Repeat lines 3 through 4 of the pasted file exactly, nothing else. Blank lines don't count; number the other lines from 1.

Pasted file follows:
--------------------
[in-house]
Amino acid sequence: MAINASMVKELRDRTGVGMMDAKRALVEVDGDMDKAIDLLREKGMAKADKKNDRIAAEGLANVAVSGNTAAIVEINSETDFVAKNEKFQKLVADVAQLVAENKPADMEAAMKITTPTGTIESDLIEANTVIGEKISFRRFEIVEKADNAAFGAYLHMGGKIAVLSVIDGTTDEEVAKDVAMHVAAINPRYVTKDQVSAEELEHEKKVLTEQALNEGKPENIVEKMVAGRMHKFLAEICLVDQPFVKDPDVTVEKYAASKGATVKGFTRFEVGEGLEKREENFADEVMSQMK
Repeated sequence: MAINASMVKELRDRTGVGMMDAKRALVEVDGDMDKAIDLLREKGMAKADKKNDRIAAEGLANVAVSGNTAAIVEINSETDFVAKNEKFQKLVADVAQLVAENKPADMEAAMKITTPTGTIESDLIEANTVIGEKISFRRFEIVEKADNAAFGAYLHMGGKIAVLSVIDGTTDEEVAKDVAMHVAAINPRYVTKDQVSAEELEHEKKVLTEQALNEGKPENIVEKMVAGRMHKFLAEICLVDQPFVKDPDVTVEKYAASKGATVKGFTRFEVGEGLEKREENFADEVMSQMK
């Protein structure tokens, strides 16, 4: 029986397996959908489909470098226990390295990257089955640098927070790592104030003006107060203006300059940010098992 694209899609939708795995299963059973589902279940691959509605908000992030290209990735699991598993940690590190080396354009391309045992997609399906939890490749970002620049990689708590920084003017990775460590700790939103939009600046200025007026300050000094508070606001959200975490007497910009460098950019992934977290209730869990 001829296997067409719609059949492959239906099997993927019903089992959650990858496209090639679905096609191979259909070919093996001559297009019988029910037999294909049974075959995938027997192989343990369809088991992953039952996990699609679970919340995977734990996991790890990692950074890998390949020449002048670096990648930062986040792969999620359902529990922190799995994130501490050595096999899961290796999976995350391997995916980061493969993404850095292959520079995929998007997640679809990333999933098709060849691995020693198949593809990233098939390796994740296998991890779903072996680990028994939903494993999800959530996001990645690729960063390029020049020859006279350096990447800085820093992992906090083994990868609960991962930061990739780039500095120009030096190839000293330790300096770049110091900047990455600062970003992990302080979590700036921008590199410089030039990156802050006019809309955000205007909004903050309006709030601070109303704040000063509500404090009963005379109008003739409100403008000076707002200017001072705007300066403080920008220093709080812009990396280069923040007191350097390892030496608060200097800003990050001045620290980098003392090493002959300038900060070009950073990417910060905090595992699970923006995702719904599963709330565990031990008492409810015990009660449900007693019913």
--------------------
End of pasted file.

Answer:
Repeated sequence: MAINASMVKELRDRTGVGMMDAKRALVEVDGDMDKAIDLLREKGMAKADKKNDRIAAEGLANVAVSGNTAAIVEINSETDFVAKNEKFQKLVADVAQLVAENKPADMEAAMKITTPTGTIESDLIEANTVIGEKISFRRFEIVEKADNAAFGAYLHMGGKIAVLSVIDGTTDEEVAKDVAMHVAAINPRYVTKDQVSAEELEHEKKVLTEQALNEGKPENIVEKMVAGRMHKFLAEICLVDQPFVKDPDVTVEKYAASKGATVKGFTRFEVGEGLEKREENFADEVMSQMK
């Protein structure tokens, strides 16, 4: 029986397996959908489909470098226990390295990257089955640098927070790592104030003006107060203006300059940010098992 694209899609939708795995299963059973589902279940691959509605908000992030290209990735699991598993940690590190080396354009391309045992997609399906939890490749970002620049990689708590920084003017990775460590700790939103939009600046200025007026300050000094508070606001959200975490007497910009460098950019992934977290209730869990 001829296997067409719609059949492959239906099997993927019903089992959650990858496209090639679905096609191979259909070919093996001559297009019988029910037999294909049974075959995938027997192989343990369809088991992953039952996990699609679970919340995977734990996991790890990692950074890998390949020449002048670096990648930062986040792969999620359902529990922190799995994130501490050595096999899961290796999976995350391997995916980061493969993404850095292959520079995929998007997640679809990333999933098709060849691995020693198949593809990233098939390796994740296998991890779903072996680990028994939903494993999800959530996001990645690729960063390029020049020859006279350096990447800085820093992992906090083994990868609960991962930061990739780039500095120009030096190839000293330790300096770049110091900047990455600062970003992990302080979590700036921008590199410089030039990156802050006019809309955000205007909004903050309006709030601070109303704040000063509500404090009963005379109008003739409100403008000076707002200017001072705007300066403080920008220093709080812009990396280069923040007191350097390892030496608060200097800003990050001045620290980098003392090493002959300038900060070009950073990417910060905090595992699970923006995702719904599963709330565990031990008492409810015990009660449900007693019913």